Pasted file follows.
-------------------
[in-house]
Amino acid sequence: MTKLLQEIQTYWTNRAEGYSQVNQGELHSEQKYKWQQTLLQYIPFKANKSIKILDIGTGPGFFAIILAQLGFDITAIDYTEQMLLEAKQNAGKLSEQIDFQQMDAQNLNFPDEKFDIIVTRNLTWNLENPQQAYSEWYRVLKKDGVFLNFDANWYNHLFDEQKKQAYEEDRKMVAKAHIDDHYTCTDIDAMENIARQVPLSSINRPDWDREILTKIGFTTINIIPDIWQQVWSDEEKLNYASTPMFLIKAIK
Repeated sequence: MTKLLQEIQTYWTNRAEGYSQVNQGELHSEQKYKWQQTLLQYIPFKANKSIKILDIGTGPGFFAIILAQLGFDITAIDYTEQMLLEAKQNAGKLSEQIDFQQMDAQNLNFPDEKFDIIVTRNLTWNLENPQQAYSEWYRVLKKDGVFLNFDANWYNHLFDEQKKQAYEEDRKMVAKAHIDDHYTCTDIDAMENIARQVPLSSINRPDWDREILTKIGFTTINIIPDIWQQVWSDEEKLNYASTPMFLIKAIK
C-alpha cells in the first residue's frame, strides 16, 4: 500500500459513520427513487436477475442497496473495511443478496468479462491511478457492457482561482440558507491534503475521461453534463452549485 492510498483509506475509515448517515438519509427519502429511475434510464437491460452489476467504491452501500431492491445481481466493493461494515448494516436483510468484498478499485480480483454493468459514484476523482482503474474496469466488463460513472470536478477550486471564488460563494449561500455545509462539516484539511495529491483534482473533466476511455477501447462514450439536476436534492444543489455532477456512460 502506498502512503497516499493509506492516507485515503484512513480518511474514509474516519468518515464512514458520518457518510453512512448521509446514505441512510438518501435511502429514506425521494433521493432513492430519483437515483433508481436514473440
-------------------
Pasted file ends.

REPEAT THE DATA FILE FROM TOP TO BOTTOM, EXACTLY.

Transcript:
[in-house]
Amino acid sequence: MTKLLQEIQTYWTNRAEGYSQVNQGELHSEQKYKWQQTLLQYIPFKANKSIKILDIGTGPGFFAIILAQLGFDITAIDYTEQMLLEAKQNAGKLSEQIDFQQMDAQNLNFPDEKFDIIVTRNLTWNLENPQQAYSEWYRVLKKDGVFLNFDANWYNHLFDEQKKQAYEEDRKMVAKAHIDDHYTCTDIDAMENIARQVPLSSINRPDWDREILTKIGFTTINIIPDIWQQVWSDEEKLNYASTPMFLIKAIK
Repeated sequence: MTKLLQEIQTYWTNRAEGYSQVNQGELHSEQKYKWQQTLLQYIPFKANKSIKILDIGTGPGFFAIILAQLGFDITAIDYTEQMLLEAKQNAGKLSEQIDFQQMDAQNLNFPDEKFDIIVTRNLTWNLENPQQAYSEWYRVLKKDGVFLNFDANWYNHLFDEQKKQAYEEDRKMVAKAHIDDHYTCTDIDAMENIARQVPLSSINRPDWDREILTKIGFTTINIIPDIWQQVWSDEEKLNYASTPMFLIKAIK
C-alpha cells in the first residue's frame, strides 16, 4: 500500500459513520427513487436477475442497496473495511443478496468479462491511478457492457482561482440558507491534503475521461453534463452549485 492510498483509506475509515448517515438519509427519502429511475434510464437491460452489476467504491452501500431492491445481481466493493461494515448494516436483510468484498478499485480480483454493468459514484476523482482503474474496469466488463460513472470536478477550486471564488460563494449561500455545509462539516484539511495529491483534482473533466476511455477501447462514450439536476436534492444543489455532477456512460 502506498502512503497516499493509506492516507485515503484512513480518511474514509474516519468518515464512514458520518457518510453512512448521509446514505441512510438518501435511502429514506425521494433521493432513492430519483437515483433508481436514473440